In Episode 22 of the “Boys Are From Märzen” podcast, Kindsey Bernhard is joined by Whitney Way of City Star Brewing in Berthoud, Colorado.
Whitney Way calls herself the “Jill of All Trades” for City Star Brewing, and that title fits her perfectly. Way is a co-owner with her husband, John. She is also the general manager, the taproom manager, she does the brewery’s accounting and taxes and helps with the brewing.
While many of you are participating in Dry January, some of us are participating in Double Dry-Hopped January. Double dry-hopping is the process of adding hops after the wort is cooled, twice to add those beautiful hop aromas to a beer. You are essentially dry-hopping the beer twice. There is no real set way to brew a DDH beer because every brewery and brewer has their own way of doing it. It’s all in the science and creativity of making this beautiful liquid we all love. Here are six beers to drink this (Double) Dry (Hopped) January.
In Episode 21 of the “Boys Are From Märzen” podcast, Kindsey Bernhard is joined by Sherry Wohlgemuth, the executive director of the Missouri Craft Brewers Guild.
Sherry Wohlgemuth was hired as the executive director of the Missouri Craft Brewers Guild in October 2018, becoming the guild’s first full-time, paid employee. Currently, the Missouri Craft Brewers Guild has 55 brewery members and four in the planning stages. The state of Missouri has more than 100 independent craft breweries.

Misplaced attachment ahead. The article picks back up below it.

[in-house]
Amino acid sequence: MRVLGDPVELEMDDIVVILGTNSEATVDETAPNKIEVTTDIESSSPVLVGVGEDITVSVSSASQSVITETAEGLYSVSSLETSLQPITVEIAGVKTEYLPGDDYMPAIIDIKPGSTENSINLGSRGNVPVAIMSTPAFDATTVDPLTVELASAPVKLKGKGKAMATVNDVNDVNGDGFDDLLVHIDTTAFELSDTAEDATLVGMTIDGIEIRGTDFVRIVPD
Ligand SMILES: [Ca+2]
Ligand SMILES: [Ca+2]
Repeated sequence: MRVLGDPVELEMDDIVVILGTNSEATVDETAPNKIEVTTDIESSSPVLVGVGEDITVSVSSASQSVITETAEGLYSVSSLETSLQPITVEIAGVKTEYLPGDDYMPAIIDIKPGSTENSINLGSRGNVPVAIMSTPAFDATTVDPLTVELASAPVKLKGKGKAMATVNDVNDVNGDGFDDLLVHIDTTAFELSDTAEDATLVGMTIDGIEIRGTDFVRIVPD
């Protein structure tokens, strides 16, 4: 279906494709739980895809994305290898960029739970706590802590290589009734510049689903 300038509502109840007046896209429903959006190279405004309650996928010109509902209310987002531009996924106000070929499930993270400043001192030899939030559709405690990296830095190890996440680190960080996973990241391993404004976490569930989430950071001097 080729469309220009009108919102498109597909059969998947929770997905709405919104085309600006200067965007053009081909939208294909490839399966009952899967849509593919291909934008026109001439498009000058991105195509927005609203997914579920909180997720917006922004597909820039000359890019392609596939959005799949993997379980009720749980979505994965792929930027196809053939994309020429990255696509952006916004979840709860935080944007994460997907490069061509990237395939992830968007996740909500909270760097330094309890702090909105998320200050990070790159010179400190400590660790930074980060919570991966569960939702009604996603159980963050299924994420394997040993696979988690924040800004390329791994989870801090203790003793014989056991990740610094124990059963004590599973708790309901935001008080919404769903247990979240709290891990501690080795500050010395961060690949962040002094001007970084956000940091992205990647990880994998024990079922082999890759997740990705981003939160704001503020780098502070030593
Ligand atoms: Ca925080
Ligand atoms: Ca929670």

What happens when someone tweets you a picture of Shannon’s Sweet Tea? Well, you end up getting your own beer, of course. That’s what happened to Shannon Grigsby, famously known as Shannon the Dude. Shannon the Dude is an on-air radio personality and producer for Kentucky’s top radio show Kentucky Sports Radio. He is also the Ohio Valley Wrestling World Heavyweight Radio Champion.
“Well I was in New York, I was in Manhattan and somebody randomly tweeted me,” Shannon said. “I guess it was a local tea, like a sweat tea that somebody had and it was Shannon’s [Sweat] Tea and they said I didn’t know you had your own tea and I retweeted something to the effect of I never wanted to have my own tea but I have always wanted to have my own beer.”
If you haven’t heard the Boys Are From Märzen podcast hosted by me, Kindsey Bernhard, is joining the PorchCast Podcast Network!
I started the Boys Are From Märzen podcast in July because, like many of you, I got very bored during the quarantine. And due to COVID-19, I had some more free time on my hands to start a podcast that highlighted some of the talented women who work in the craft beer industry in all shapes and forms. I just recorded my 20th episode (stay tuned) and I have interviewed brewery owners, brewers, social media influencers, journalists, educators, etc.